Take the 2-minute tour ×
Mathematics Stack Exchange is a question and answer site for people studying math at any level and professionals in related fields. It's 100% free, no registration required.

I got this in classroom

$$Re\left[\frac{1}{j2\pi f_0 RC + 1}Ae^{j2\pi f_0t}\right]$$ $$=Re\left[\frac{1}{\sqrt{4\pi^2 f_0^2 R^2C^2+1}}e^{-j{tan^-1}2\pi f_0 RC}Ae^{j2\pi f_0t}\right]$$

I attend Electrical engineering. $j$ means imaginary number in my major definition instead of $i$. $j=\sqrt{-1}$

I don't know why $\frac{1}{j2\pi f_0 RC + 1}$ can be convert into polar form $\frac{1}{\sqrt{4\pi^2 f_0^2 R^2C^2+1}}e^{-j{tan^-1}2\pi f_0 RC}$. Can someone explain it for me.

If $z$ is a complex number that $z = re^{j\theta}$. So does $\frac1z=\frac1re^{-j\theta}$?

share|improve this question

2 Answers 2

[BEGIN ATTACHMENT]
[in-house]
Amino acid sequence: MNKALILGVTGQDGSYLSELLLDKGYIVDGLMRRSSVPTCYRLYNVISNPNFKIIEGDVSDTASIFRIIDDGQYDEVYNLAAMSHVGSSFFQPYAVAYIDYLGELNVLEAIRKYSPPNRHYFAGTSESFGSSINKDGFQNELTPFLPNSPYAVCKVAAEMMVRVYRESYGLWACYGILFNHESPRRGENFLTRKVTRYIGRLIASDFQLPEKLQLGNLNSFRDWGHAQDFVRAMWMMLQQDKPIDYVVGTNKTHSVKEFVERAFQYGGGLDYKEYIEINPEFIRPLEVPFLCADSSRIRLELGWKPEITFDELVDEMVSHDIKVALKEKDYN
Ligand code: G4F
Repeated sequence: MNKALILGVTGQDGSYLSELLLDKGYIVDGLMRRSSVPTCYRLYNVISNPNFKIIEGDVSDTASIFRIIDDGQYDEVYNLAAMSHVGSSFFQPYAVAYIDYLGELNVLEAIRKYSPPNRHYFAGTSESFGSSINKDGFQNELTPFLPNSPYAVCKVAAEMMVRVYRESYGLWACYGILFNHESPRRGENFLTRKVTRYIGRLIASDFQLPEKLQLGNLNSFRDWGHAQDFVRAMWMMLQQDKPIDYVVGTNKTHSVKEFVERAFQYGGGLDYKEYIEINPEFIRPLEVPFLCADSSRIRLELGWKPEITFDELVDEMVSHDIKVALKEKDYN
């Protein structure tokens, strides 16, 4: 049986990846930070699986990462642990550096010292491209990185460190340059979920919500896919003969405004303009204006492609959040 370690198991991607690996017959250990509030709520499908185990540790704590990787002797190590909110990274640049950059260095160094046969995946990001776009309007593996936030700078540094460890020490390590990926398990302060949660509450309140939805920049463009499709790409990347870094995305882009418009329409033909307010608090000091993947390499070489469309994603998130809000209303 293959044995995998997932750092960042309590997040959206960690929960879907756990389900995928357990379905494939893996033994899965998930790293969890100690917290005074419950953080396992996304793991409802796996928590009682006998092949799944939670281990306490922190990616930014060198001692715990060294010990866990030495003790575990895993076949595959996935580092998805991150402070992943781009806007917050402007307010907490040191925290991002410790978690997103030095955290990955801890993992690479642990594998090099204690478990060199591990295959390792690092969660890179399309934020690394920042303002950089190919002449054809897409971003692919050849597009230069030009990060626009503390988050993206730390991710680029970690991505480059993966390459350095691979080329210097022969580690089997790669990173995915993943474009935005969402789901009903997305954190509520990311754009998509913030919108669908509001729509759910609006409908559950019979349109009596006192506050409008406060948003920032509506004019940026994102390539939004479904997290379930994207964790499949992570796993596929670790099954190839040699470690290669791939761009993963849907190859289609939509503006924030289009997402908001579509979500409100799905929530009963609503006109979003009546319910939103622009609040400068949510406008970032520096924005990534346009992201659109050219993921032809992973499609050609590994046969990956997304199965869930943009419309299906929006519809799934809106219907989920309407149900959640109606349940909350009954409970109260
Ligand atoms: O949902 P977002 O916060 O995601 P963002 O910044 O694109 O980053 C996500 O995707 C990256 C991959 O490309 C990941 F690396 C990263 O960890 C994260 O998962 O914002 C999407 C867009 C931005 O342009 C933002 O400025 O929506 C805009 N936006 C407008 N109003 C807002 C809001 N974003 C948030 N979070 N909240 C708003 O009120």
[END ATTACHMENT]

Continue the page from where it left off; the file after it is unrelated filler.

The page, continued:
up vote 0 down vote accepted

$$ \frac{1}{j2\pi f_0 RC + 1}= \frac{1}{j2\pi f_0 RC + 1}\frac{1 -j2\pi f_0 RC}{1 - j2\pi f_0 RC}= \frac{1}{1 +4\pi^2 f_0^2 R^2 C^2}(1 -j2\pi f_0 RC)=\cdots $$

share|improve this answer

The exponent obeys all the expected rules, such as $1/e^t = e^{-t}$, for any complex number $t$. So indeed, if $z = re^{j\varphi}$, then $1/z = 1/r \cdot 1/e^{j\varphi} = 1/r \cdot e^{-j\varphi}$.

So, if you already understand that $j2\pi f_0 RC + 1 = \sqrt{4\pi^2 f_0^2 R^2 C^2 + 1} \cdot e^{j\tan^{-1}(2\pi f_0 RC)}$, then you apply the above and that is it.

share|improve this answer

Your Answer

 
discard

By posting your answer, you agree to the privacy policy and terms of service.

Not the answer you're looking for? Browse other questions tagged or ask your own question.